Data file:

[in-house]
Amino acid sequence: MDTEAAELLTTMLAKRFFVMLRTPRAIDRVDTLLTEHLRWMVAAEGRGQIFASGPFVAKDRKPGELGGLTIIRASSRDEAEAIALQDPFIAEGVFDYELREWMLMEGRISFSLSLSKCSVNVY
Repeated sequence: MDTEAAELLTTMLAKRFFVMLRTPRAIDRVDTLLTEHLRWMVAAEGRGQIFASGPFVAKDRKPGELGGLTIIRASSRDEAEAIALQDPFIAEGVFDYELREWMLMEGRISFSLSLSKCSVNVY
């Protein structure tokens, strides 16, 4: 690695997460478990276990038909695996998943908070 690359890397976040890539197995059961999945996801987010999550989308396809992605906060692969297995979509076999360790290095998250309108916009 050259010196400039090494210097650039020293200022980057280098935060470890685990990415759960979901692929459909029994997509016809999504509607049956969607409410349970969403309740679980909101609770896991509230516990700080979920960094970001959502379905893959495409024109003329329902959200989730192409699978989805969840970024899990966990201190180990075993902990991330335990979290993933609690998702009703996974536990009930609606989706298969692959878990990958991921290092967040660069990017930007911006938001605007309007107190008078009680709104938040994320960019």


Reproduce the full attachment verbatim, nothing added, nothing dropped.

[in-house]
Amino acid sequence: MDTEAAELLTTMLAKRFFVMLRTPRAIDRVDTLLTEHLRWMVAAEGRGQIFASGPFVAKDRKPGELGGLTIIRASSRDEAEAIALQDPFIAEGVFDYELREWMLMEGRISFSLSLSKCSVNVY
Repeated sequence: MDTEAAELLTTMLAKRFFVMLRTPRAIDRVDTLLTEHLRWMVAAEGRGQIFASGPFVAKDRKPGELGGLTIIRASSRDEAEAIALQDPFIAEGVFDYELREWMLMEGRISFSLSLSKCSVNVY
């Protein structure tokens, strides 16, 4: 690695997460478990276990038909695996998943908070 690359890397976040890539197995059961999945996801987010999550989308396809992605906060692969297995979509076999360790290095998250309108916009 050259010196400039090494210097650039020293200022980057280098935060470890685990990415759960979901692929459909029994997509016809999504509607049956969607409410349970969403309740679980909101609770896991509230516990700080979920960094970001959502379905893959495409024109003329329902959200989730192409699978989805969840970024899990966990201190180990075993902990991330335990979290993933609690998702009703996974536990009930609606989706298969692959878990990958991921290092967040660069990017930007911006938001605007309007107190008078009680709104938040994320960019």